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iPad is the new Mac display: Sidecar Explained

Continuity features are some of my favorites ever. You know, the ones that let you easily move between your Mac and your iPhone or iPad. Like AirDrop a video, or copy some text from one device to another. So, if all Apple had done this year was made a Continuity Display feature where you could easily extend or mirror your Mac display on your iPad, I’d have been first ice cream day of summer level happy and called it day.

But, what Apple’s actually given us in macOS Catalina is Sidecar, and it’s a whole lot more. Well, hold on. In some ways, Sidecar is exactly that Continuity Display feature many of us have been wanting for a while now. It basically just turns your iPad into an extended desktop or mirrored desktop for your Mac.

Sidecar Mirroring & Extending

Just click on Displays in the Mac menubar or click and hold on the green traffic light at the top left of any window and you’re on the Sidecar. It works wired or wirelessly. You can use a USB-A to Lightning cable for older Macs and iPads, or USB-C to USB-C for the very latest, or anything in between depending on your current gear.

When you’re plugged in, your iPad will charge. But when you’re wireless, you’re free. It works like most other Continuity features. Bluetooth LE handles discovery and handshaking, your Apple ID and proximity handles authentication and security, and Wi-Fi handles moving all the data back and forth.

My understanding is that it works by pushing video and input back and forth from the Mac to iPad, including using Apple’s custom, built-in HEVC encode decode blocks for acceleration on iPad and on the T2 chip on Macs equipped with them.

And yes, that means you can pick your iPad up and walk around with it if you want to, though you’re currently limited to 10 meters or about 30 feet. But that should be enough to reach any sofa, balcony, or pool-side lounger in your immediate vicinity.

In mirrored mode, what you see on your Mac is what you get on your iPad. Simple as that. You can use it if you — or someone else — literally wants to pick up your Mac in your hands… or just angle a display in a different way.

In extended mode, your iPad works just like any external display. You can put any Mac app or any Mac app window you want there. So, you could put two different Safari Windows on the two different screens to compare between them, group all your productivity or creative apps on the main Mac display and all your chat and info apps on the iPad display, you could put your main editing window on the Mac display and all your pallets on your iPad display. You can even put the menu bar and Dock on either display, whatever you want. Again, just like any external display.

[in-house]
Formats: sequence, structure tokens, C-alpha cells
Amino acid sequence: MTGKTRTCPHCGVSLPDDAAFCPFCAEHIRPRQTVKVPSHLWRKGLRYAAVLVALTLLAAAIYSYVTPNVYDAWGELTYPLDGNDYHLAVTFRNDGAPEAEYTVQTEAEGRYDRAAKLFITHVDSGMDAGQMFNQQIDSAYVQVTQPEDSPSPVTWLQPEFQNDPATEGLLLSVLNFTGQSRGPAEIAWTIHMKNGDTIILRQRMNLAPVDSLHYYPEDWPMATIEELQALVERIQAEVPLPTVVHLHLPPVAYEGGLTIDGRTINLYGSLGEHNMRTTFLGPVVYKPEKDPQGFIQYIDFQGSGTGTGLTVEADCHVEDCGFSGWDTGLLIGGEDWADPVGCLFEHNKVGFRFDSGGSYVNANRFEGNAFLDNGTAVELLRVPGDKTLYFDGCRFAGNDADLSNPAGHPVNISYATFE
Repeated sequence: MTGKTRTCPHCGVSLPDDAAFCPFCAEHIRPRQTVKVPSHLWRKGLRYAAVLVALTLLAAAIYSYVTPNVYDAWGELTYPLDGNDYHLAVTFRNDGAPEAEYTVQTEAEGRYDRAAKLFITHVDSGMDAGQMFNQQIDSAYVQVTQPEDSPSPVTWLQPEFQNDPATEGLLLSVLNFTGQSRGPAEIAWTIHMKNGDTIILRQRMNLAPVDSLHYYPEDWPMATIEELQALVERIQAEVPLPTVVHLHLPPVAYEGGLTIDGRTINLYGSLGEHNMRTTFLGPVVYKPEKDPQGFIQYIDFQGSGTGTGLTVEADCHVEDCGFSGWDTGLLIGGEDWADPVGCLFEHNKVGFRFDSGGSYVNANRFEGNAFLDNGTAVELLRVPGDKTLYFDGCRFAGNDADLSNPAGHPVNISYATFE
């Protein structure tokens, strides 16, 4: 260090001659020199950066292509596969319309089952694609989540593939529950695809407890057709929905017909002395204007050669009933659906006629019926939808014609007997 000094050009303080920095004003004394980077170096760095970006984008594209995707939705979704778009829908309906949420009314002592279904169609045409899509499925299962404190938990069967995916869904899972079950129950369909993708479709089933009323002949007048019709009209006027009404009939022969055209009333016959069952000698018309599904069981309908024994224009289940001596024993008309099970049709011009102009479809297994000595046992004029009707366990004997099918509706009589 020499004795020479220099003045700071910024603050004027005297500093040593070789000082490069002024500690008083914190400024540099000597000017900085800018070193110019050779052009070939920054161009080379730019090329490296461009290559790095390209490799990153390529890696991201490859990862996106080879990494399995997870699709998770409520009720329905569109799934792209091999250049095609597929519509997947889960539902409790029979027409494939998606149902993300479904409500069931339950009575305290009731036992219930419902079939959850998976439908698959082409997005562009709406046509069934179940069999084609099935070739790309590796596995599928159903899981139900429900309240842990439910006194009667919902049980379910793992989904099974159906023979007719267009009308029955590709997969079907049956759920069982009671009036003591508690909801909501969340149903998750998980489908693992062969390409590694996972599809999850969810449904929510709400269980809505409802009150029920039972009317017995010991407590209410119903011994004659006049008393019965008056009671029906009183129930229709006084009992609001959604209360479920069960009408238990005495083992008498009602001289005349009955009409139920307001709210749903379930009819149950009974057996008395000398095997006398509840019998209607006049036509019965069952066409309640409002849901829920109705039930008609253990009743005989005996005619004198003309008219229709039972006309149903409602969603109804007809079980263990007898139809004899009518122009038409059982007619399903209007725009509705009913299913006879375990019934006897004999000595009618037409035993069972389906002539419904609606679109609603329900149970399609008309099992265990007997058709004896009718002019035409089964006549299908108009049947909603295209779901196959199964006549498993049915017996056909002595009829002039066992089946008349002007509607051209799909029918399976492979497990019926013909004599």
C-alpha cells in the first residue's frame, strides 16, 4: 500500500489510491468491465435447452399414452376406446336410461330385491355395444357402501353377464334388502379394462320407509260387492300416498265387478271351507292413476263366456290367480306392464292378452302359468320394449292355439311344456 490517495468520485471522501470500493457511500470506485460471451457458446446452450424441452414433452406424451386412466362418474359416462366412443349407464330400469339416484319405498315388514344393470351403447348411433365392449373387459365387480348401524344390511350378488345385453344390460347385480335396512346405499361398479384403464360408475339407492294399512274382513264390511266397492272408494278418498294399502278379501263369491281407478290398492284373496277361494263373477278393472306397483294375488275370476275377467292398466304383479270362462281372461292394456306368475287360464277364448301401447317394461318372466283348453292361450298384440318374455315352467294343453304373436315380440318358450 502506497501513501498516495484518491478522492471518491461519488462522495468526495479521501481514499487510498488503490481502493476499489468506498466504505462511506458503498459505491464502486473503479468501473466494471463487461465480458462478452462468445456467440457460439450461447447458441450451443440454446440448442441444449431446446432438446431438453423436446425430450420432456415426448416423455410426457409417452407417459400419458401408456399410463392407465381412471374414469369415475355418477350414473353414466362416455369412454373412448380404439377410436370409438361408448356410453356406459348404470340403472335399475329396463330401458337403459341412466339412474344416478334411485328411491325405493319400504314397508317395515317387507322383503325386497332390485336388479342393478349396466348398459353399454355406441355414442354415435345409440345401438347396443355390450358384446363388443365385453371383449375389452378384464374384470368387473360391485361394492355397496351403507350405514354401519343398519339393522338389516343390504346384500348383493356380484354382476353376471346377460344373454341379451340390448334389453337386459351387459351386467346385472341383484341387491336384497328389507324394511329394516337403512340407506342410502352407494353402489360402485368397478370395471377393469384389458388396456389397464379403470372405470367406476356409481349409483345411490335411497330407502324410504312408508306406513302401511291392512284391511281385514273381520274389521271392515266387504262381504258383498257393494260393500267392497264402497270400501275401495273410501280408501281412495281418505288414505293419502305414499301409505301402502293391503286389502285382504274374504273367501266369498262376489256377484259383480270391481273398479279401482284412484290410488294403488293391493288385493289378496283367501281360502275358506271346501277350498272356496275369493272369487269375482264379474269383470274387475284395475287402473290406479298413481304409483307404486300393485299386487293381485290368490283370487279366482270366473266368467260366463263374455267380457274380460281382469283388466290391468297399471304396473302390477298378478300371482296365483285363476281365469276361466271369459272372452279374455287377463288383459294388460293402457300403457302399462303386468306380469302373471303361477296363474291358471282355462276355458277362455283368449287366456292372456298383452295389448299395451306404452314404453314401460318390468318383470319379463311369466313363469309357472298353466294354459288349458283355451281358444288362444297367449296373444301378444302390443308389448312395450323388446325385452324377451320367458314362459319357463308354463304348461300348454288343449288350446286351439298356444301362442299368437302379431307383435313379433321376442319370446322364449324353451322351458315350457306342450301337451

What makes Sidecar so much more than just a display is this — Apple Pencil support.

Sidecar + Pencil

Sure, you can use basic multitouch gestures if you really want or need to. Swipe, scroll, and pinch to zoom, that old chestnut. And you can use the new iOS 13 multitouch editing gestures too. Three fingers to copy, cut, paste, undo, or redo.

But, pick up that Apple Pencil for an iPad that supports it and you can do pretty much anything. It’s as precise as a mouse but far more natural and manipulable.

Apple has built-in continuity support for Markup and Sketch in Notes. So, you can drag a PDF over from the Mac, fill it out using the Pencil on the iPad, and then send it right back.

Or, you can choose Insert from iPad > Add Sketch, draw a diagram, mind-map, or, you know, the Batman, add in some handwriting, and then hit Done and drop it right into your doc.

Sure, you can do all of that directly on your iPad, no Mac or Sidecar needed. But, if you’re already using your Mac, if that’s already where the content is, if you’re in the middle of a big multi-app project, it’s just a really convenient… convenience to have available.

Where Sidecar transcends convenience and becomes unto a necessity is when you’re using apps that don’t run directly on the iPad. Like full-on Photoshop and Illustrator, Cinema 4D and Maya, Final Cut Pro X and Motion. Basically, any app that already supports tablets like Wacom also automatically supports Sidecar. And that’s phenomenal.

Mostly because I used Wacom Intuos and Cintiq boards for years back when I still worked in design. And Sidecar feels just like that, only better, because no digitizer layer, not air gap, no reticule, and an Apple Pencil that’s going from an already excellent 20-millisecond latency down to a straight-up stupefying 9 milliseconds with this fall’s iPadOS update.

Because context switching sucks, Apple has also added a few on-screen tools to minimize the number of times you need to go running back to the Mac keyboard.

First is a sidebar that offers up easy access to your commonly used modifier keys — command, option, control, and shift. There’s also undo, right there, and a way too easily toggle menu, dock, and keyboard hiding on or off.

Second is a Touch Bar. Yeah, just like on the MacBook Pro, but you don’t need a MacBook Pro to have the Touch Bar on Sidecar. It shows up for any Mac. On it, you’ll find tappable buttons for common shortcuts and features, whatever the app thinks is most important to make most accessible at any given time.

Again, so you can just tap them with the Pencil instead of having to run back to the keyboard. Really time-saving, really slick.

To be continued…

Now, Sidecar doesn’t do everything third-party display adaptors or VNC or Remote Desktop apps do, including supporting Windows and working on Macs that don’t have a primary display. So, you can’t use it solo with your Mac mini or old or upcoming Mac Pro.

But it does what Apple tends to do with new baseline OS features — provide the baseline OS feature with ease-of-use and integration that tends to come only from Apple.

Read the full macOS Catalina Preview



Source of the article – iMore